Telemedicine in intensive care units: Scoping review

Camille Guinemer, Martin Boeker, Daniel Fürstenau, Akira Sebastian Poncette, Björn Weiss, Rudolf Mörgeli, Felix Balzer

Research output: Contribution to journalReview articlepeer-review

8 Scopus citations


Background: The role of telemedicine in intensive care has been increasing steadily. Tele-intensive care unit (ICU) interventions are varied and can be used in different levels of treatment, often with direct implications for the intensive care processes. Although a substantial body of primary and secondary literature has been published on the topic, there is a need for broadening the understanding of the organizational factors influencing the effectiveness of telemedical interventions in the ICU. Objective: This scoping review aims to provide a map of existing evidence on tele-ICU interventions, focusing on the analysis of the implementation context and identifying areas for further technological research. Methods: A research protocol outlining the method has been published in JMIR Research Protocols. This review follows the PRISMA-ScR (Preferred Reporting Items for Systematic Reviews and Meta-Analyses Extension for Scoping Reviews). A core research team was assembled to provide feedback and discuss findings. Results: A total of 3019 results were retrieved. After screening, 25 studies were included in the final analysis. We were able to characterize the context of tele-ICU studies and identify three use cases for tele-ICU interventions. The first use case is extending coverage, which describes interventions aimed at extending the availability of intensive care capabilities. The second use case is improving compliance, which includes interventions targeted at improving patient safety, intensive care best practices, and quality of care. The third use case, facilitating transfer, describes telemedicine interventions targeted toward the management of patient transfers to or from the ICU. Conclusions: The benefits of tele-ICU interventions have been well documented for centralized systems aimed at extending critical care capabilities in a community setting and improving care compliance in tertiary hospitals. No strong evidence has been found on the reduction of patient transfers following tele-ICU intervention.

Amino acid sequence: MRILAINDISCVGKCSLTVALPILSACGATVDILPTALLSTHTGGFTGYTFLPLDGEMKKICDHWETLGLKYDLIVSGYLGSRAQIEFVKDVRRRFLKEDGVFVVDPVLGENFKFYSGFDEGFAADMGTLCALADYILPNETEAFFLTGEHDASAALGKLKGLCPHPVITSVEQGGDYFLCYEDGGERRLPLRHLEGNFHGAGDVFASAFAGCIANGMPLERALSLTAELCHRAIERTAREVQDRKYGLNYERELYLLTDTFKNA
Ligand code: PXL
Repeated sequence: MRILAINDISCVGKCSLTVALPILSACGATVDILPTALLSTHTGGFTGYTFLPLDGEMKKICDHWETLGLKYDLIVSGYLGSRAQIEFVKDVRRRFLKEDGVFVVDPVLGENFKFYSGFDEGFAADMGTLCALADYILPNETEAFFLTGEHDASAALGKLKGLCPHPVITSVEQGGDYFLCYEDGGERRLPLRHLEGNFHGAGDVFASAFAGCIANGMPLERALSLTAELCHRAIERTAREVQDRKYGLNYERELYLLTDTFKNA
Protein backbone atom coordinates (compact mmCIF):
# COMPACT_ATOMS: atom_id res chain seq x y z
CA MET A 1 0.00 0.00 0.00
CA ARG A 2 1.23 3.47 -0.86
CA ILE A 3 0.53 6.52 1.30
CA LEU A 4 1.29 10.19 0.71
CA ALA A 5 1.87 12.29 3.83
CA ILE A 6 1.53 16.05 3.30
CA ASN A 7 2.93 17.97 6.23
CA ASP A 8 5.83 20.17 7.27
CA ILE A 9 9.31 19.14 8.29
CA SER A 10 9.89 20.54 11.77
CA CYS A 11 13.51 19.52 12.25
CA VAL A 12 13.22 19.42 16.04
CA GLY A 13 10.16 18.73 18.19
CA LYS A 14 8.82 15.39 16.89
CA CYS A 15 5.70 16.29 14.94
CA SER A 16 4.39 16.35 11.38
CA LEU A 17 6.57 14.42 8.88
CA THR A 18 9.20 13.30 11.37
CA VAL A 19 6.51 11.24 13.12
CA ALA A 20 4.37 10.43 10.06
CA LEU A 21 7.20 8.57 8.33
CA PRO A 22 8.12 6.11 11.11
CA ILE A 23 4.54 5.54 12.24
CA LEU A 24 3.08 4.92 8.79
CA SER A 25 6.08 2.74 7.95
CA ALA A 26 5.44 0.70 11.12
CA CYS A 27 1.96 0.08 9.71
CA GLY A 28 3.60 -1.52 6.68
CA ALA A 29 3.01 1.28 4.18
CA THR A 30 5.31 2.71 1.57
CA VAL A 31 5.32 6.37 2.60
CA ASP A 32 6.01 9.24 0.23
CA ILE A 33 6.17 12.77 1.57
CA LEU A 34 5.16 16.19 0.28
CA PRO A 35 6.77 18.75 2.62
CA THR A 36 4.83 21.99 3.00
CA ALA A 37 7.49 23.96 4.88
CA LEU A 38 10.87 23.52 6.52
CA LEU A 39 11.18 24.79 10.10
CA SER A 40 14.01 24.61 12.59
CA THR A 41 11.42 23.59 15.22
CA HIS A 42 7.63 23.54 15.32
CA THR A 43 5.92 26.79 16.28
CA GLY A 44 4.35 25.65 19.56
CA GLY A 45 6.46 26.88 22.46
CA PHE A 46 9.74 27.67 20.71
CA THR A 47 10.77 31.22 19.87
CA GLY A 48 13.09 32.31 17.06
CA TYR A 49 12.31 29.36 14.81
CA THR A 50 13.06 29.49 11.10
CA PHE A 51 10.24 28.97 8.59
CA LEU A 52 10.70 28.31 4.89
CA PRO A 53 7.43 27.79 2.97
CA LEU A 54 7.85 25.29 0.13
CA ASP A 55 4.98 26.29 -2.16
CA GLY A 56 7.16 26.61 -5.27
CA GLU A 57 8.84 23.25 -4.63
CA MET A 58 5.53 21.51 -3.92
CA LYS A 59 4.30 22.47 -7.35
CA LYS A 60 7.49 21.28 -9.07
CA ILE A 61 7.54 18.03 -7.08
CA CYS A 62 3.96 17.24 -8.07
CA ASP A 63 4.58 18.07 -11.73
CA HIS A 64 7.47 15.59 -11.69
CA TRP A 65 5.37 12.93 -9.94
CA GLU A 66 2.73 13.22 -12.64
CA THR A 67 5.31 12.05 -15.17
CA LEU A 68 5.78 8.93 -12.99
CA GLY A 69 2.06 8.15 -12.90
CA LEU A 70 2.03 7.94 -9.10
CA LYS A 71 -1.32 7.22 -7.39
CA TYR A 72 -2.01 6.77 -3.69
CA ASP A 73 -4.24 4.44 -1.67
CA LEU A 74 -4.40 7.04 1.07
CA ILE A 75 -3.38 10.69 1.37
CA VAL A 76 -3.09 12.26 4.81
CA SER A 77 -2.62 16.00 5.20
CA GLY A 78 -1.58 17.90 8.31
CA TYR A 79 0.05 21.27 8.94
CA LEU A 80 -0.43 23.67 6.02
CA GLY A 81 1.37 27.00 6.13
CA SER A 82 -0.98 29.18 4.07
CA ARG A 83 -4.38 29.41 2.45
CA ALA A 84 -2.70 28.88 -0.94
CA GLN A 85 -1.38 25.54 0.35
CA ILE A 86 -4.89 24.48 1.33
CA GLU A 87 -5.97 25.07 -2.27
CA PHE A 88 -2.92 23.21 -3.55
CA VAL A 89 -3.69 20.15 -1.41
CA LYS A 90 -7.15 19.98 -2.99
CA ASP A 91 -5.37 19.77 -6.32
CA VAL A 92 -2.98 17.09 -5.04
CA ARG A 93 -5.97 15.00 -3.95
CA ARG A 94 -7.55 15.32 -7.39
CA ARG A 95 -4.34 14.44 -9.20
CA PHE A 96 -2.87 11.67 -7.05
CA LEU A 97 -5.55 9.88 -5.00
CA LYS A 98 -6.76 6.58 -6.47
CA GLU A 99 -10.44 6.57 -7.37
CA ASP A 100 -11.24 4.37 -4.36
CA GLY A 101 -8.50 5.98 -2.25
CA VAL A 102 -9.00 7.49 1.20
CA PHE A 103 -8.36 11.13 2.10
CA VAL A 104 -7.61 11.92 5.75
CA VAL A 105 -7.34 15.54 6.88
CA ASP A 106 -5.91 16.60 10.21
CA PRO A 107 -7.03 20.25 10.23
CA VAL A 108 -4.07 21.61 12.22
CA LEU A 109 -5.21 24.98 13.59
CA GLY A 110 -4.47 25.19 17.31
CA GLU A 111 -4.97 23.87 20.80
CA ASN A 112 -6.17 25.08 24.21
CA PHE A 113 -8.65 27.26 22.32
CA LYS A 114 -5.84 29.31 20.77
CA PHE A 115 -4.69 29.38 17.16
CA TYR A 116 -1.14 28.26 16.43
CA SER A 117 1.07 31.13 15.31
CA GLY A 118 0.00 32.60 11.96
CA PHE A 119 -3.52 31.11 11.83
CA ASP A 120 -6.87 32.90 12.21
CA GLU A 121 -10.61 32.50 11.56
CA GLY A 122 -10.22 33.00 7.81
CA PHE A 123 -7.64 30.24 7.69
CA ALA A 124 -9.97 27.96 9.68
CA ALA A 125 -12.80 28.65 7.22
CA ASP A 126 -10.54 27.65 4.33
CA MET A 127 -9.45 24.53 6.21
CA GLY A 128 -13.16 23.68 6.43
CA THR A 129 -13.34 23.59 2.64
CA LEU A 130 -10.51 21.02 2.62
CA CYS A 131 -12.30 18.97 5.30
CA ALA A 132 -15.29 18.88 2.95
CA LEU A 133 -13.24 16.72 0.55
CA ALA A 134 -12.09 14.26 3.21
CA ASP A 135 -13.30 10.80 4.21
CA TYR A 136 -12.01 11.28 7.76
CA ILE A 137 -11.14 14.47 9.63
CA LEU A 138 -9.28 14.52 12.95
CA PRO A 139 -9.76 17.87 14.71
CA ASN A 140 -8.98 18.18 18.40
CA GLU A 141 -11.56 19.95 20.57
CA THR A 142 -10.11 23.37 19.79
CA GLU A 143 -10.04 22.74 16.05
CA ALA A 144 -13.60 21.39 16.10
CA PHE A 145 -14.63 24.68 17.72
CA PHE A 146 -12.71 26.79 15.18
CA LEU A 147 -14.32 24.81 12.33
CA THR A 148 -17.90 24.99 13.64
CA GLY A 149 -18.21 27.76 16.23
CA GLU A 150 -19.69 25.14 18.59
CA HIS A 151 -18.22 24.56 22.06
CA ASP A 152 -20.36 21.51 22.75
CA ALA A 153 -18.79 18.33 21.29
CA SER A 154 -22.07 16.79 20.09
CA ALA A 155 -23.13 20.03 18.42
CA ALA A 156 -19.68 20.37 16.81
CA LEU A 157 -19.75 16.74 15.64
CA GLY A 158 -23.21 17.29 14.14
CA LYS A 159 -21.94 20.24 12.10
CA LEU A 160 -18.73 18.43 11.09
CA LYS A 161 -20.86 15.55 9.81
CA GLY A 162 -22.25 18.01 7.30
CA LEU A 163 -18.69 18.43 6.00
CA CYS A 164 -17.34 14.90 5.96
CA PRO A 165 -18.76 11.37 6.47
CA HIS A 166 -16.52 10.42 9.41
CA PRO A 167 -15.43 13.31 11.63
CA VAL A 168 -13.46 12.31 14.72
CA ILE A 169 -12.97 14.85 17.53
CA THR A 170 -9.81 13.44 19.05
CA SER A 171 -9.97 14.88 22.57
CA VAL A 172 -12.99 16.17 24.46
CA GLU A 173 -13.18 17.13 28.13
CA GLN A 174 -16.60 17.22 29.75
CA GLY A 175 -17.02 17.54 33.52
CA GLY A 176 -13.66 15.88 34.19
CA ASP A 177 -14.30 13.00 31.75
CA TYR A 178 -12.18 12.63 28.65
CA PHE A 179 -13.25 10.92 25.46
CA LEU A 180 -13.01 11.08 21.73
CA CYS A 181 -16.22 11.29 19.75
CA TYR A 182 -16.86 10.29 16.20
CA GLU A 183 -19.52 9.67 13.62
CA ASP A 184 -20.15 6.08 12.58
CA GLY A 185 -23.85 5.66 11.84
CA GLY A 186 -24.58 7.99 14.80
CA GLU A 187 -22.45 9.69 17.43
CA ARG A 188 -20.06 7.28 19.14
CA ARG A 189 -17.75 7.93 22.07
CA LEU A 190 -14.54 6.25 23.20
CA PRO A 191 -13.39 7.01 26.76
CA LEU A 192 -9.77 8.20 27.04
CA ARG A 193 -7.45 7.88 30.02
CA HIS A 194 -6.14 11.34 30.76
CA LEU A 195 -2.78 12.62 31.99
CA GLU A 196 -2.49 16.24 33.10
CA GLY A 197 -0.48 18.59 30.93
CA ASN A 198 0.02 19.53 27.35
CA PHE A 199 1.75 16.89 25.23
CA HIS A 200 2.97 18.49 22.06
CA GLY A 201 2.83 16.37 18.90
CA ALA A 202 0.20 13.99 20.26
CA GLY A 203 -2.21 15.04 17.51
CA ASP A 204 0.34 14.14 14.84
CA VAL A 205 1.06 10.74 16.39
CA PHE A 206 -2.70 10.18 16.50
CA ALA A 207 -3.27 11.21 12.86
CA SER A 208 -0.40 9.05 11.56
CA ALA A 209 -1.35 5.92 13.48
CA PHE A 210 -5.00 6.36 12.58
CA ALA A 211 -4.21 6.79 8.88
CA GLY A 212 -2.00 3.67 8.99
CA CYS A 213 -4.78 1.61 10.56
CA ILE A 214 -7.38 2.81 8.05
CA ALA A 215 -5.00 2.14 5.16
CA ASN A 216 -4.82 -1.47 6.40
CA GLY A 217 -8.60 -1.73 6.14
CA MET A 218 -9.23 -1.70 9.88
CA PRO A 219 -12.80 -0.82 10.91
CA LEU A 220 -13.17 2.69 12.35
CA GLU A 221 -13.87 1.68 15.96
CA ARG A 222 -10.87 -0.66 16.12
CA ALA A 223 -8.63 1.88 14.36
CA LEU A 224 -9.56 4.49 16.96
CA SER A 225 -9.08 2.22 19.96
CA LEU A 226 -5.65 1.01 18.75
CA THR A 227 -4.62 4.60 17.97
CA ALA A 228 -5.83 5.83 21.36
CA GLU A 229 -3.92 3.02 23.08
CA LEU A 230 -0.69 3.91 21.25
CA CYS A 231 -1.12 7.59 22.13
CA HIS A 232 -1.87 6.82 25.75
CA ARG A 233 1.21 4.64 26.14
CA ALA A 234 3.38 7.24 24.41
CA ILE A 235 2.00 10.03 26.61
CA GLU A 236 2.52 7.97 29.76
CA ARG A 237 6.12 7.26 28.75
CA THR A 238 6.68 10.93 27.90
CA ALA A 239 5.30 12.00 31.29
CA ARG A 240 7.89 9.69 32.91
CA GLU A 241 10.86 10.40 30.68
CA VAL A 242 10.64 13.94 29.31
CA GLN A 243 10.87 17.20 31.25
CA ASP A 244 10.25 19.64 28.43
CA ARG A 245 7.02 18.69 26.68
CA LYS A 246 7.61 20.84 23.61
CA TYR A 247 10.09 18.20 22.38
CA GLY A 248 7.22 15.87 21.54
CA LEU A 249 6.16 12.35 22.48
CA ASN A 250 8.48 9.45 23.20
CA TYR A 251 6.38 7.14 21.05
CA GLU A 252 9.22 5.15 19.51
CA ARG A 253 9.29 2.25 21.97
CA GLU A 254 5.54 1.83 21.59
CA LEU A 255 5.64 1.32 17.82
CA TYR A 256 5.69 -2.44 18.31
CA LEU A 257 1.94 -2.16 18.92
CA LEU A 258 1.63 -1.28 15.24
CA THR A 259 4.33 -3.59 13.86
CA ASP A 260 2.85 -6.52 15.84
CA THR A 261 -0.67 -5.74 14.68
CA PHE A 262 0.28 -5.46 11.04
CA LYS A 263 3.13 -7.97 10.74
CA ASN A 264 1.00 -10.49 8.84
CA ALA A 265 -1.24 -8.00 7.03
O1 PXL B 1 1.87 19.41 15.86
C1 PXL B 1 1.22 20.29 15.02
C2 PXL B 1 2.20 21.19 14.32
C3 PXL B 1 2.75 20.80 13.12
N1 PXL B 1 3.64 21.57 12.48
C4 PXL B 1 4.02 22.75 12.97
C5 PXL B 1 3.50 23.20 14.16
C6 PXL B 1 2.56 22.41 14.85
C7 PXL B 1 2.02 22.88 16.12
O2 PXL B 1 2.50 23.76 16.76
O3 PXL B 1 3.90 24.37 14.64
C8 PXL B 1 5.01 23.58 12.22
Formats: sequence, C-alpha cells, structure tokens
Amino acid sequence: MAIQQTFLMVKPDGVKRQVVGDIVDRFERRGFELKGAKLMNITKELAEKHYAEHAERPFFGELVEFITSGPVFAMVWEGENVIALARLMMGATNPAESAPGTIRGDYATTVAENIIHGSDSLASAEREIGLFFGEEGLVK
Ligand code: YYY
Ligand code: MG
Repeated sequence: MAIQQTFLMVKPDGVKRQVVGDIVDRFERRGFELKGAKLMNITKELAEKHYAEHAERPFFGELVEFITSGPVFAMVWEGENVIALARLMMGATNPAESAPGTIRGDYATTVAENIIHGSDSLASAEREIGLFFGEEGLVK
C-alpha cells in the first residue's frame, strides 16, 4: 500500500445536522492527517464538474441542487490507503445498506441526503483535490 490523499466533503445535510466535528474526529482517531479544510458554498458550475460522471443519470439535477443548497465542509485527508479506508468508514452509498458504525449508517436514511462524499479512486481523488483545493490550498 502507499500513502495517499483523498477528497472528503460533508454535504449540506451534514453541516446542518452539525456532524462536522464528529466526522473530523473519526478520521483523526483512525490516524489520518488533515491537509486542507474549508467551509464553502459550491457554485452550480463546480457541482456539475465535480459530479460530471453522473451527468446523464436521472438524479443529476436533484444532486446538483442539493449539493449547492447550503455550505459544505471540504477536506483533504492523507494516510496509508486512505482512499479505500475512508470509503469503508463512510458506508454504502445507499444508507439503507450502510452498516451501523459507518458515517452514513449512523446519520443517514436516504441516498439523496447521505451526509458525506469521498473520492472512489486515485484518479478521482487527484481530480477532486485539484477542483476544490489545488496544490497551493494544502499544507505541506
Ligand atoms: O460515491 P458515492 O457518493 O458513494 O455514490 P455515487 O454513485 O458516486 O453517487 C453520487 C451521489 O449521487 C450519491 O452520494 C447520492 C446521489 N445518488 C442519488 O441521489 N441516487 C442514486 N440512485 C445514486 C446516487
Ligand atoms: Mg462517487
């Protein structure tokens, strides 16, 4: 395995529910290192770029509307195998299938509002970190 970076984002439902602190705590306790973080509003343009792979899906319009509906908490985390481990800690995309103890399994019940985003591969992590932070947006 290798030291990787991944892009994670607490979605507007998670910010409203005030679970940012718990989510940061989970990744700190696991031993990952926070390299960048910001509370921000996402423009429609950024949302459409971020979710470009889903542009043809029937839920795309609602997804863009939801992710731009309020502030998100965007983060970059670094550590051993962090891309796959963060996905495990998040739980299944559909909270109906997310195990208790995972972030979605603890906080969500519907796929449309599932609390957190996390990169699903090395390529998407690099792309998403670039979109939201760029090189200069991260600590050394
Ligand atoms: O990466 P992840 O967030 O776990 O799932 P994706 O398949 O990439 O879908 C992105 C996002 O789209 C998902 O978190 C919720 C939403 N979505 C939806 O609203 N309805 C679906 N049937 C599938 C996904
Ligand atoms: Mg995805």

Original languageEnglish
Article numbere32264
JournalJournal of Medical Internet Research
Issue number11
StatePublished - Nov 2021
Externally publishedYes


  • Care compliance
  • Critical care
  • Digital health
  • Health care system
  • Health technology
  • Hospital
  • Implementation
  • Intensive care unit
  • Review
  • Tele-ICU
  • Telehealth
  • Telemedicine
  • Tertiary hospitals


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